I don’t rightly know what my answer to that question is. It certainly upset and worried me enough to ruin my afternoon, however. Well, not ruin it so much as, just… turn it introspective. I needed the afternoon off anyway to do some preparation for tomorrow (I’m performing on the Royal Mile – wish me luck) and also because I could not, could not, invest in any more characters or storylines or performers this afternoon. I had to be quiet. I had to not use my brain or my heart. I needed to eat peanut butter fudge biscuits and stare at Twitter and be a slob. It was delightful. I ripped up a bag of white paper (snow) for 20 minutes and felt ridiculously satisfied.

Anyway, please don’t worry about me. I’m not upset or depressed (really, I’m not). I’m just… confused. This is apparently what I want to do with my life. It’s what I’ve fought for since I was a little girl. And, I think, being here, amongst so many performers, so much theatre, so many different styles and shows (many of them excellent, exciting pieces of work), I’m becoming more and more aware of the fact that I’m not really entirely sure why I wanted it so badly for so long. Because I don’t actually know what I’m contributing. I don’t know why it should be my voice over somebody else’s. I don’t know why the stories I’m telling are of more worth or value. Another performer told me today that we do it ‘because we love it’. And that we shouldn’t expect to get anything more out of it than someone else with a ‘normal’ job that they love (say, accounting), gets out of their job. However, I beg to differ. I don’t think people ‘love’ accounting in the way that we ‘love’ performing. More and more I think that very few people actually ‘love’ their jobs in the way that we performers are told we need to ‘love’ our jobs. And that cuts both ways, of course, not many accountants have to deal with the lows and insecurity that an artist has to deal with. But, the point is… What is the point? The point is, people choose their jobs for all sorts of reasons. And is choosing your job for love not just an incredibly selfish thing to do? Are other people as selfish as we are? Do they choose their jobs for other selfish reasons? Money or prestige or power? Do they choose them because of the way they make them feel on the good days? Perhaps they do. Maybe there are very few people out there who actually choose their jobs for the good they can achieve in them. Perhaps everyone chooses their job for some selfish reason and I should just get over it. But, over the past week or so I really have been left with the feeling that I am fighting extremely hard for something that I’m not entirely sure is deserved or warranted – not because I’m not a decent performer (I’m a decent performer, I’m a decent writer), but because I don’t know how I could possibly contribute in a way that a hundred billion other performers are doing just as well, if not better than I am. But, if that’s the case, where is the place or industry or niche that I can contribute to in a meaningful way? Where is the gap that is just crying out to be filled by a person such as myself?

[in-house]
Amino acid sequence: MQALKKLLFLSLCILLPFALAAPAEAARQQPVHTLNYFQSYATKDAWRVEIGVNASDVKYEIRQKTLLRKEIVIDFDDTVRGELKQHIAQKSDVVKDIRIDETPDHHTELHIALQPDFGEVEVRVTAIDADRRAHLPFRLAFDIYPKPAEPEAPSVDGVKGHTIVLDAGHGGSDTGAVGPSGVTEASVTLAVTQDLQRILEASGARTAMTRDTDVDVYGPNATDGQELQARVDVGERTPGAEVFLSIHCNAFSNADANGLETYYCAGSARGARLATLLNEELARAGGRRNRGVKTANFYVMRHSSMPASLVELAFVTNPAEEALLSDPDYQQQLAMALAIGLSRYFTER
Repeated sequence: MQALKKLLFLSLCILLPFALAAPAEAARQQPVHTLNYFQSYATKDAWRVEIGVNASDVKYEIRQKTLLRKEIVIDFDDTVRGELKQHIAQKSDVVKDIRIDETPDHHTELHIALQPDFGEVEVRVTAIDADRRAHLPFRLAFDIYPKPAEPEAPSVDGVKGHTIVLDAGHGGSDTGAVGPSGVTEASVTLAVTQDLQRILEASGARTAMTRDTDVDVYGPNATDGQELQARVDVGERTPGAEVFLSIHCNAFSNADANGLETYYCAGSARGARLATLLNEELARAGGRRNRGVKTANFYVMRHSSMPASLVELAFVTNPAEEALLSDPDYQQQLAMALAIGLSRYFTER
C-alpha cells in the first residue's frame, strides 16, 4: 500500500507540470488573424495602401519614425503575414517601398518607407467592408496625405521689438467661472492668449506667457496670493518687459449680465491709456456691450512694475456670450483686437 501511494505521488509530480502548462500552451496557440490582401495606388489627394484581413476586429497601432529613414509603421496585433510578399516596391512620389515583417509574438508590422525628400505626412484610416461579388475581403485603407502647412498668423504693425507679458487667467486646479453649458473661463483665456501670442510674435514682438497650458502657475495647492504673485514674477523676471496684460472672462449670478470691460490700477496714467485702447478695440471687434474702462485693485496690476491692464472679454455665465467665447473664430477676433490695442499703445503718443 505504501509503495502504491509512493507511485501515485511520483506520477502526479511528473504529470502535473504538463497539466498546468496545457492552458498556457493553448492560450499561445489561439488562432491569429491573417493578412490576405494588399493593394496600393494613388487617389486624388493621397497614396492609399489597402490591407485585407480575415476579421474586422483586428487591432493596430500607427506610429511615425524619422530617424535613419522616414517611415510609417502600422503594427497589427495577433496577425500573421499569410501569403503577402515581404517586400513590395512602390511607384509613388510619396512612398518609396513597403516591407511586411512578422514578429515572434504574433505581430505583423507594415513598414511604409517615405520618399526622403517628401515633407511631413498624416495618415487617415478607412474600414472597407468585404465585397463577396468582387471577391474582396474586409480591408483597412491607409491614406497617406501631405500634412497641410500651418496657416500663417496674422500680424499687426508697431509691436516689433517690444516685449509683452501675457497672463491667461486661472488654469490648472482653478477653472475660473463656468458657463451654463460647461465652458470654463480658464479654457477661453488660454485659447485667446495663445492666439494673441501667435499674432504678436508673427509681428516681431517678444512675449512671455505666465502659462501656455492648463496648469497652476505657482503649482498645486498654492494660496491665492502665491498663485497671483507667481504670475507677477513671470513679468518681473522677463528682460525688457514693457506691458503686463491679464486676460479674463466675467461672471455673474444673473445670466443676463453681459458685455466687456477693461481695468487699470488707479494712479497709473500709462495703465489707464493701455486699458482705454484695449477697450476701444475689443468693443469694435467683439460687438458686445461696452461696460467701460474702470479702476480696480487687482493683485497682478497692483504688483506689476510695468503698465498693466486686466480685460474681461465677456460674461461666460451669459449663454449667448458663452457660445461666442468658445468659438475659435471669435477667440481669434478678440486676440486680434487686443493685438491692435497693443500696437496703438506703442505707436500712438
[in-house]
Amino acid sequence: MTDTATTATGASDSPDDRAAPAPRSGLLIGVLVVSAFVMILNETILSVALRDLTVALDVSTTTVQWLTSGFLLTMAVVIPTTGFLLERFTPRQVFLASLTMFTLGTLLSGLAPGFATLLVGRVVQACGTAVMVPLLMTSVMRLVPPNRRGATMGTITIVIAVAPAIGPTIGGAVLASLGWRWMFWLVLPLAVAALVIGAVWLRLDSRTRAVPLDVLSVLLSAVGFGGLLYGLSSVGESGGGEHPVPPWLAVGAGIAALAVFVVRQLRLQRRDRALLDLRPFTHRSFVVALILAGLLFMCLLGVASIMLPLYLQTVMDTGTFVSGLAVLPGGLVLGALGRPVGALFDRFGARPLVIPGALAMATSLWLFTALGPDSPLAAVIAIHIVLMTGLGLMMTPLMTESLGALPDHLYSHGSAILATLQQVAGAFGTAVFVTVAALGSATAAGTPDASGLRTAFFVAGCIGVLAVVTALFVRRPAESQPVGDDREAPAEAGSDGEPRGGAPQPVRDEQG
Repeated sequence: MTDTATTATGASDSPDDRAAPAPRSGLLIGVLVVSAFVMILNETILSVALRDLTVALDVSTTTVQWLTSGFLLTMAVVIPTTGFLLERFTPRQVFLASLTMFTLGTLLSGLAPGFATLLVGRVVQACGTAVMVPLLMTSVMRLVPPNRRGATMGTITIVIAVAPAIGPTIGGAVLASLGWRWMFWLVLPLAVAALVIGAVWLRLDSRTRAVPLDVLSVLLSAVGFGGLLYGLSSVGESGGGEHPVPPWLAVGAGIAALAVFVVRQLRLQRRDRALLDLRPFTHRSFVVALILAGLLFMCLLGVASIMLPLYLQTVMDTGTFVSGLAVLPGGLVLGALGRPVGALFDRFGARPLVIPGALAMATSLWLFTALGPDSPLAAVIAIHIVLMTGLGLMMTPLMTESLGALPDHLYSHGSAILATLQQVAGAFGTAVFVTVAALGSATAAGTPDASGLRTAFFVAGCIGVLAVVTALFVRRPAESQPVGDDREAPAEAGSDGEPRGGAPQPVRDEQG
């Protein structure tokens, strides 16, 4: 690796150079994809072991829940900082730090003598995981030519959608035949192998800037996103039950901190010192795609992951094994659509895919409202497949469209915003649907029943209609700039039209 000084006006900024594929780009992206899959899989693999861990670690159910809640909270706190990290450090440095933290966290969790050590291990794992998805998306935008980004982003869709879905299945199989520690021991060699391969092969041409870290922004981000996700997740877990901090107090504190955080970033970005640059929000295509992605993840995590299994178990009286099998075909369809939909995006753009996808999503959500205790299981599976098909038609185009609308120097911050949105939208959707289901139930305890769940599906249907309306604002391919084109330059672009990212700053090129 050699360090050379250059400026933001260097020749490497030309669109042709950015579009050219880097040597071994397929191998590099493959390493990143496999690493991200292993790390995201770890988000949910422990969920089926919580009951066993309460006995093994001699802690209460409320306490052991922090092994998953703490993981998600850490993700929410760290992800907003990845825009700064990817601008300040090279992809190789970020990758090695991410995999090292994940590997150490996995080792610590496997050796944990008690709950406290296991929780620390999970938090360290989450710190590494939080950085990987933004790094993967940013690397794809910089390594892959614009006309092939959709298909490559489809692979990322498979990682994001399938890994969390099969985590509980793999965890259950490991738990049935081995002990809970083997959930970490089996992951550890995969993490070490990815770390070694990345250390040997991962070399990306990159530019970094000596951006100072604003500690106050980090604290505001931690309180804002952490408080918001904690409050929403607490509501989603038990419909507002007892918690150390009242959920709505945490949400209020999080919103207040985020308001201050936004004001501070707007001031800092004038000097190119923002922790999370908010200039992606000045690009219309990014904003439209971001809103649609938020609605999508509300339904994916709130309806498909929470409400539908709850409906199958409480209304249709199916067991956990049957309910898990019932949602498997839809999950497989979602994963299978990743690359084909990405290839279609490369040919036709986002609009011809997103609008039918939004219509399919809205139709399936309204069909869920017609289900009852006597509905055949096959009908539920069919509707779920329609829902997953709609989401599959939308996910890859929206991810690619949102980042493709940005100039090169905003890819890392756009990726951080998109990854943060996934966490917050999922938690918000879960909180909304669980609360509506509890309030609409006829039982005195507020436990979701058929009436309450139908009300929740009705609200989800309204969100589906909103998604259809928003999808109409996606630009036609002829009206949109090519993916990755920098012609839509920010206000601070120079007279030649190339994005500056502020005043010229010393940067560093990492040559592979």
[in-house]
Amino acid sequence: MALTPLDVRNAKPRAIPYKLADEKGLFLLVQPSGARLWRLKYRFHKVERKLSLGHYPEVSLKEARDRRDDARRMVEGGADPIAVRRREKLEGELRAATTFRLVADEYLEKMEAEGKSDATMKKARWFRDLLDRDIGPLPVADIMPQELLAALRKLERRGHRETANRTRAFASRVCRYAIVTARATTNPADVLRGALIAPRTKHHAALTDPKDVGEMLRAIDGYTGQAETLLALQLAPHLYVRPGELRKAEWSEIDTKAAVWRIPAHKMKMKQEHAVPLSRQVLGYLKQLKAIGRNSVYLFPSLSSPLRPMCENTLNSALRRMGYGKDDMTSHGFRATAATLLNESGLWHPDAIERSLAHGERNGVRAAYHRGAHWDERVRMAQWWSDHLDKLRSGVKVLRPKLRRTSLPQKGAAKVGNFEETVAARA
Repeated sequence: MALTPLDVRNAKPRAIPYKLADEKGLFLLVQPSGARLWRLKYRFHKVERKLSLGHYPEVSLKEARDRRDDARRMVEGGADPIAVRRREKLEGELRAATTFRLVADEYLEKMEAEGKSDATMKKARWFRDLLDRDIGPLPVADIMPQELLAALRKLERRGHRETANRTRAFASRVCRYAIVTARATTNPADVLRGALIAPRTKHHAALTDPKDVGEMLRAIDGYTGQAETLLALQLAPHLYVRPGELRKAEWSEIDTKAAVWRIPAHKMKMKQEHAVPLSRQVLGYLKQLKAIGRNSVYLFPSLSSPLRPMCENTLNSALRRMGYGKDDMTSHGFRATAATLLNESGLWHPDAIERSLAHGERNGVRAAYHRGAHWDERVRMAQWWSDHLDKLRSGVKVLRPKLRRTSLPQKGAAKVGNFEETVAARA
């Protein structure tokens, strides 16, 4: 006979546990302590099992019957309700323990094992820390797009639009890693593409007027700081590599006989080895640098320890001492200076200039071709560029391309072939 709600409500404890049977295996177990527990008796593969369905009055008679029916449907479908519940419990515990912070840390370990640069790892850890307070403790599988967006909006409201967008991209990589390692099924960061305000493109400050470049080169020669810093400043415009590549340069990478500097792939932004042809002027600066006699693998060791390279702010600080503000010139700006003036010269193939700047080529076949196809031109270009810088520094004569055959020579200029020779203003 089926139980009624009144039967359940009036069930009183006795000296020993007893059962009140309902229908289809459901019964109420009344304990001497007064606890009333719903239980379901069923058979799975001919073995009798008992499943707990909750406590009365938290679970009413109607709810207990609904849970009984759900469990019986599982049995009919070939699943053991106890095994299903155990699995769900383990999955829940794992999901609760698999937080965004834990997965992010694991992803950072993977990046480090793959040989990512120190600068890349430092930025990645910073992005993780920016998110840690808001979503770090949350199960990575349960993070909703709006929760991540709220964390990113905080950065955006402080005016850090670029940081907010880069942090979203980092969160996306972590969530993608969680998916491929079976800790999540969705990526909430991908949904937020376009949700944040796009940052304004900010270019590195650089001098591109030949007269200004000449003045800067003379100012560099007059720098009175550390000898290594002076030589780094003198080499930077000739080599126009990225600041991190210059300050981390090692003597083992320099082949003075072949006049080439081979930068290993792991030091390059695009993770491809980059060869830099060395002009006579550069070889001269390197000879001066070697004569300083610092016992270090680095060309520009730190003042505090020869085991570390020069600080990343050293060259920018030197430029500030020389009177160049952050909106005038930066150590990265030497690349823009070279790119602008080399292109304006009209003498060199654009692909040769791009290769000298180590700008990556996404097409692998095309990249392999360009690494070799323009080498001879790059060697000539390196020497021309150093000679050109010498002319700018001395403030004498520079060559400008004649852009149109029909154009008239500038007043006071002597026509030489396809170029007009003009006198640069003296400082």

I don’t know. I just don’t know.



Filed under Edinburgh, Theatre